On Monday, member countries will convene at the United Nations headquarters in New York City for a summit on the global refugee crisis. They will try to agree on a more humane, coordinated response.
The crisis has reached unprecedented proportions. There are upward of 65.3 million forcibly displaced people worldwide. A third of them are in countries other than their own. Ten million of them were born as refugees and remain stateless, which gives a sense of the intractability of many conflicts.
International institutions have scrambled to provide food, medical treatment, shelter and safety. The office of the United Nations High Commissioner for Refugees plays a leading role in setting up camps, both for internally and externally displaced people. Countless other organizations, big and small, lead and bolster that push, depending on the location.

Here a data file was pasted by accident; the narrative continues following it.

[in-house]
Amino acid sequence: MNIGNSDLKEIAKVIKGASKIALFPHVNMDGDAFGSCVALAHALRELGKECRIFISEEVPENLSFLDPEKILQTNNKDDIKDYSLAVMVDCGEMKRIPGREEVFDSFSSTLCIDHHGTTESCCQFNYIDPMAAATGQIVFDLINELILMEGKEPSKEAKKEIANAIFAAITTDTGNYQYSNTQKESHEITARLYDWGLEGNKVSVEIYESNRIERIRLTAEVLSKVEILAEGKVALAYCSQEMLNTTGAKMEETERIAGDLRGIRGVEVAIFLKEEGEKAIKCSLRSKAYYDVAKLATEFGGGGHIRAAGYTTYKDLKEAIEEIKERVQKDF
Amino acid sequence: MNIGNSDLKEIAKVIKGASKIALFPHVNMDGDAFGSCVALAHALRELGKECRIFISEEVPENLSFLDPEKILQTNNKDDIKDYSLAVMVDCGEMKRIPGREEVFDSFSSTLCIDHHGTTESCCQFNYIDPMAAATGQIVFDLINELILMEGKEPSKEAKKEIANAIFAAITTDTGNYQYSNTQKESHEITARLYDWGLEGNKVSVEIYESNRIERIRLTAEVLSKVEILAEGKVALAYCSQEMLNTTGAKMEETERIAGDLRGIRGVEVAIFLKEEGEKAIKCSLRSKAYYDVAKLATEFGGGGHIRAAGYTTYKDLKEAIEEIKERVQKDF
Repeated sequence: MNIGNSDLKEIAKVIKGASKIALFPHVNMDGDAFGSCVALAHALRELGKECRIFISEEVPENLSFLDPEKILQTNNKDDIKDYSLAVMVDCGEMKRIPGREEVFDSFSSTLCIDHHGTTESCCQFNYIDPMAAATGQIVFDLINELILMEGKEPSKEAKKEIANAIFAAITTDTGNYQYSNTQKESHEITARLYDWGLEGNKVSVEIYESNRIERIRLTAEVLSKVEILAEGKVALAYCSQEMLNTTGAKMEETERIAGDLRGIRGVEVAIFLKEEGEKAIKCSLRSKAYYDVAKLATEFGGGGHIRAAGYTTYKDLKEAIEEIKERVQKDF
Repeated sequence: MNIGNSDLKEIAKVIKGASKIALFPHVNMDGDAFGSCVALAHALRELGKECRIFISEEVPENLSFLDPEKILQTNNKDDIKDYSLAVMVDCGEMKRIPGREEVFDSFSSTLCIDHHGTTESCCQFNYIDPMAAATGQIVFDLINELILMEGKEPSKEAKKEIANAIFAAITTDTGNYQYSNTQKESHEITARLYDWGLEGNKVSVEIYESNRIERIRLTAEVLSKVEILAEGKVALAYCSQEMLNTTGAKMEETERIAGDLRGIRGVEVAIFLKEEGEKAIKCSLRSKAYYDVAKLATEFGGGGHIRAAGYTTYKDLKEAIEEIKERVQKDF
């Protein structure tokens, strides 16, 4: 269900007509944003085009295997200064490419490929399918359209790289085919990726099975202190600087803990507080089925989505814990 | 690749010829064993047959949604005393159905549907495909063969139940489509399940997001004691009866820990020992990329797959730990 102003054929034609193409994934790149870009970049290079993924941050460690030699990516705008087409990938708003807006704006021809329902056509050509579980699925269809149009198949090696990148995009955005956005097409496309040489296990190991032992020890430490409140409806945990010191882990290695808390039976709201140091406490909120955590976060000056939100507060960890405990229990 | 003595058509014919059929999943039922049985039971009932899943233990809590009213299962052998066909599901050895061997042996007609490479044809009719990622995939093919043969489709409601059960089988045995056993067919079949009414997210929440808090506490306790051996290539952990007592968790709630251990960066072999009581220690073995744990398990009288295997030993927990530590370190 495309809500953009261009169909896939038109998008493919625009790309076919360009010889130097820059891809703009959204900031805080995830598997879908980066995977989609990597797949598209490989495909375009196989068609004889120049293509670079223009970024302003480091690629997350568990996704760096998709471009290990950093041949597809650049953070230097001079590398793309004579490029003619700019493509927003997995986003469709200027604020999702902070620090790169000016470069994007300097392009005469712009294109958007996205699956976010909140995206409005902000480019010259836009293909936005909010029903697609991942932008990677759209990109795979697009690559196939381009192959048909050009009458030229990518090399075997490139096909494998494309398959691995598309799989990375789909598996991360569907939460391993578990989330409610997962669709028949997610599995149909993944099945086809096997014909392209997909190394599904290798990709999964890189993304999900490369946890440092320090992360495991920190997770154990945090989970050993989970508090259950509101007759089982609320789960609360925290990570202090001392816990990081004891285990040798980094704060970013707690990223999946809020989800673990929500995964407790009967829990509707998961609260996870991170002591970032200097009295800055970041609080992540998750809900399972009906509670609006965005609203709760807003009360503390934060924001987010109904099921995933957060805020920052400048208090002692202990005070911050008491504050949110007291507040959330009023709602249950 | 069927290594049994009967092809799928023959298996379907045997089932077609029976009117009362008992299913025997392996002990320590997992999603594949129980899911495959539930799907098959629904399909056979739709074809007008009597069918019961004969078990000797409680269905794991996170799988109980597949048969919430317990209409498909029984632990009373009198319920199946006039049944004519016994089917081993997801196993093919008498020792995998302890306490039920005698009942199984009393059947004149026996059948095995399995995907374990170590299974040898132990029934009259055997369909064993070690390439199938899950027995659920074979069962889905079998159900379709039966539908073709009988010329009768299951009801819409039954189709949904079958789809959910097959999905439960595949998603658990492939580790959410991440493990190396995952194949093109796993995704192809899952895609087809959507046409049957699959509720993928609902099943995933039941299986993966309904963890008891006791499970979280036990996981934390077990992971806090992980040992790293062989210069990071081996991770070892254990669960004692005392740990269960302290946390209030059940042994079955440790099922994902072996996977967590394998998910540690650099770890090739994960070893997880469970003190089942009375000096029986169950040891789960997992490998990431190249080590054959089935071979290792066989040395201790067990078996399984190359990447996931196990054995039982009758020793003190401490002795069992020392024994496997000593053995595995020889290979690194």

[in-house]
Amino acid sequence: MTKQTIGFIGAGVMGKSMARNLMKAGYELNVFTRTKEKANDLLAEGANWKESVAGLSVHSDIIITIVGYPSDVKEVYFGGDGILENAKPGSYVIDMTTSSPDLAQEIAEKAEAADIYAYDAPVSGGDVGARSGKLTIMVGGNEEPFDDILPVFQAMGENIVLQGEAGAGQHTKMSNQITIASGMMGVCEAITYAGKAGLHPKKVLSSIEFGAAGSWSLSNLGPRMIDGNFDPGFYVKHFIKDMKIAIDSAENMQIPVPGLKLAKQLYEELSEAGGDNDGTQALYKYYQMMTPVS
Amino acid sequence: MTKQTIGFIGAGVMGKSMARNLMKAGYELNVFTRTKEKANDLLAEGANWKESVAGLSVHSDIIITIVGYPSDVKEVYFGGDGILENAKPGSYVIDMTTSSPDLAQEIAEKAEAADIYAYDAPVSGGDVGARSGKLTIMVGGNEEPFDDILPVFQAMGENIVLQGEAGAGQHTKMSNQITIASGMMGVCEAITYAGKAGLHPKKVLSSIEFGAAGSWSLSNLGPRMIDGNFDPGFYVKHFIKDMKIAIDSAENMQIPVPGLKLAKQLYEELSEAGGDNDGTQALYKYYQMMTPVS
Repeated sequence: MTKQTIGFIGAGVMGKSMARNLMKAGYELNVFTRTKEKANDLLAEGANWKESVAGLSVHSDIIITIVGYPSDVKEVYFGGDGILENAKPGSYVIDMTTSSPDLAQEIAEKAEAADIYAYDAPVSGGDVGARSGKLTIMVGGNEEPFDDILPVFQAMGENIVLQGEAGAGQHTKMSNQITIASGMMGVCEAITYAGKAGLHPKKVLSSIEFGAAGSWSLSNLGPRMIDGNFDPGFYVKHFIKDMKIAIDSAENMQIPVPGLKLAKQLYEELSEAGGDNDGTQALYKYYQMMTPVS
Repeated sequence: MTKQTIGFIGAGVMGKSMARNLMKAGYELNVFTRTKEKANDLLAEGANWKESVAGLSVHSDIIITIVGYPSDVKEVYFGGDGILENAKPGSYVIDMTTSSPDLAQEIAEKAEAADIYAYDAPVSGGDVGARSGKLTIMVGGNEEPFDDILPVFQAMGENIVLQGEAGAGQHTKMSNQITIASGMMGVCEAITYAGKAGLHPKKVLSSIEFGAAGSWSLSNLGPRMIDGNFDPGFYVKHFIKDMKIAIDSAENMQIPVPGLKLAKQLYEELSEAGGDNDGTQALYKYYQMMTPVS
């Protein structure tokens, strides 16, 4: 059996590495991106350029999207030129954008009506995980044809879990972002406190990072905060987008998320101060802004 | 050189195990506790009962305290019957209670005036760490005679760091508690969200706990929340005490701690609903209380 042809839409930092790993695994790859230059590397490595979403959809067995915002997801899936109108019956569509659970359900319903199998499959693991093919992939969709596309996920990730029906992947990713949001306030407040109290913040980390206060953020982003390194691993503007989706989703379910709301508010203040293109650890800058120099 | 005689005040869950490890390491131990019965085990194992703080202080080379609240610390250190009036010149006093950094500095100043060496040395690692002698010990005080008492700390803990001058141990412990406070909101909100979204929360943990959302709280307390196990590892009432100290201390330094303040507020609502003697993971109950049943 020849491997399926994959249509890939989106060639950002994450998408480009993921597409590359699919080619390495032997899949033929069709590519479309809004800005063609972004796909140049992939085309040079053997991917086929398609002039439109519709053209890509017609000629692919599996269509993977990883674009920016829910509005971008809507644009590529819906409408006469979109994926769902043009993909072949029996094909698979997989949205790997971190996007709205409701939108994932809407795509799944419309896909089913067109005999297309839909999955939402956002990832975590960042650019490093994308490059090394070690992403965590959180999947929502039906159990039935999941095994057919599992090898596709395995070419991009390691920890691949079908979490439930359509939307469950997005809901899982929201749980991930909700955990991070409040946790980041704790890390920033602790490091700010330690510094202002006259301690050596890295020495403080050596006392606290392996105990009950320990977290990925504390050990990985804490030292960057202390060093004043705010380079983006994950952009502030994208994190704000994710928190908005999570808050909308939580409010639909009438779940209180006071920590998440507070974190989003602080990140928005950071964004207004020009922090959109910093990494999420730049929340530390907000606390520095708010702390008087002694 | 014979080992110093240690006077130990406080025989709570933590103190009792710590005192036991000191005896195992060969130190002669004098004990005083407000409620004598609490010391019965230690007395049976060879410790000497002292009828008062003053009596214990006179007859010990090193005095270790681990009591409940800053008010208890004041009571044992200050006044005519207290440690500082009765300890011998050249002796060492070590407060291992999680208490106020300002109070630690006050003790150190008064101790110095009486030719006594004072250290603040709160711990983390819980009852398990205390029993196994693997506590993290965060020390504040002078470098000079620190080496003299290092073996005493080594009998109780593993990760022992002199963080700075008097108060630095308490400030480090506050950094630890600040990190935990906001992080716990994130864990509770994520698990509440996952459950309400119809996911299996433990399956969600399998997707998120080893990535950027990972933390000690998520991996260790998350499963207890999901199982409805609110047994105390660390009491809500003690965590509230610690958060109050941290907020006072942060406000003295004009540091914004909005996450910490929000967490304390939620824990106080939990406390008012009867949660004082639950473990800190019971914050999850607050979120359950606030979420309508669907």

New time-lapse satellite imagery of the burgeoning camps from above, shot and compiled by a private company called Planet, provides a remarkable visual of the crisis. The images give a sense of the need for a quick response from the international community as conflict arises so as to avoid a humanitarian catastrophe.
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